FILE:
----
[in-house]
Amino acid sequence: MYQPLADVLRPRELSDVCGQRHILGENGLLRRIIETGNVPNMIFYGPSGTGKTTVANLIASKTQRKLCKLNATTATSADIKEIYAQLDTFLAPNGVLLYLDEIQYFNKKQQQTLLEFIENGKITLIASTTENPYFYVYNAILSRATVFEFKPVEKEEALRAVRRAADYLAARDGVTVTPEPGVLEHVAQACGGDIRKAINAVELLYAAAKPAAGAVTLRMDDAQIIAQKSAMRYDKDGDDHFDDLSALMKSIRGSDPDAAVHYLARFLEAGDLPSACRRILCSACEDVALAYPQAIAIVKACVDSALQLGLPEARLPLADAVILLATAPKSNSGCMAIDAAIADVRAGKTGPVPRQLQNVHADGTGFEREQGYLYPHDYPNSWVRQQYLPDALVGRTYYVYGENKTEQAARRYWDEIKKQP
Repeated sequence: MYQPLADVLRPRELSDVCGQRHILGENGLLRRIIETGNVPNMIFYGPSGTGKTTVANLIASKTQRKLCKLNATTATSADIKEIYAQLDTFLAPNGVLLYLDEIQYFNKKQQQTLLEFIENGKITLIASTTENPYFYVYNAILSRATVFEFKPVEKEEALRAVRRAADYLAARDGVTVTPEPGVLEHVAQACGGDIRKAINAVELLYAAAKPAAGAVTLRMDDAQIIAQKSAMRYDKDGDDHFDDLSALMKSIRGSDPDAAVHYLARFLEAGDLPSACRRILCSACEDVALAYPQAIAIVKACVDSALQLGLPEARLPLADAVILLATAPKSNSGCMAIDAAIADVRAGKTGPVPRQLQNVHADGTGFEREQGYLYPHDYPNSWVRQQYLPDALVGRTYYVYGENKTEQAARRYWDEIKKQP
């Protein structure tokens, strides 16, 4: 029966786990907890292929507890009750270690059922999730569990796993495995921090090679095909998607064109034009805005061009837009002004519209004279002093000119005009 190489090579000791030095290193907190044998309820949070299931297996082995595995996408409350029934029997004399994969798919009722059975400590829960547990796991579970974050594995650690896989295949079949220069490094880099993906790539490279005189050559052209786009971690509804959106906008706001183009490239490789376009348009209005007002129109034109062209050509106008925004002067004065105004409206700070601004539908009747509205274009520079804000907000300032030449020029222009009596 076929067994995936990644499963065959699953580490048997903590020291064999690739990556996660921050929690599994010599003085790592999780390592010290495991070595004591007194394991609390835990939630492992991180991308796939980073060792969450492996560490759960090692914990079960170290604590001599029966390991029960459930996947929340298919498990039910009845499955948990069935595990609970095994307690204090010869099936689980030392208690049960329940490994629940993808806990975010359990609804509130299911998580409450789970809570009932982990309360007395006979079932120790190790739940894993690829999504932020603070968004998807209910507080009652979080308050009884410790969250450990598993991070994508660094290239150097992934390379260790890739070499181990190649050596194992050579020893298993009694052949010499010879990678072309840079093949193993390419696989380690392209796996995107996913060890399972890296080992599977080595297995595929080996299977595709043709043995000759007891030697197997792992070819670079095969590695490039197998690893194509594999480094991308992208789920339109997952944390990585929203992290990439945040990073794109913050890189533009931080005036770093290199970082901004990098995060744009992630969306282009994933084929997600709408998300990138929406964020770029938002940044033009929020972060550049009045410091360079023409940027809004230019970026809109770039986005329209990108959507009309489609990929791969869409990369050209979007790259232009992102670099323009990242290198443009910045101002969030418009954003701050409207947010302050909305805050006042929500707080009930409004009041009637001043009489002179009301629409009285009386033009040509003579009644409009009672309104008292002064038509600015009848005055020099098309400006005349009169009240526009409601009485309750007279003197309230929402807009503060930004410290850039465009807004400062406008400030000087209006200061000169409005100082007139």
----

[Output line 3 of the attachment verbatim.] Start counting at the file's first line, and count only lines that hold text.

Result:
Repeated sequence: MYQPLADVLRPRELSDVCGQRHILGENGLLRRIIETGNVPNMIFYGPSGTGKTTVANLIASKTQRKLCKLNATTATSADIKEIYAQLDTFLAPNGVLLYLDEIQYFNKKQQQTLLEFIENGKITLIASTTENPYFYVYNAILSRATVFEFKPVEKEEALRAVRRAADYLAARDGVTVTPEPGVLEHVAQACGGDIRKAINAVELLYAAAKPAAGAVTLRMDDAQIIAQKSAMRYDKDGDDHFDDLSALMKSIRGSDPDAAVHYLARFLEAGDLPSACRRILCSACEDVALAYPQAIAIVKACVDSALQLGLPEARLPLADAVILLATAPKSNSGCMAIDAAIADVRAGKTGPVPRQLQNVHADGTGFEREQGYLYPHDYPNSWVRQQYLPDALVGRTYYVYGENKTEQAARRYWDEIKKQP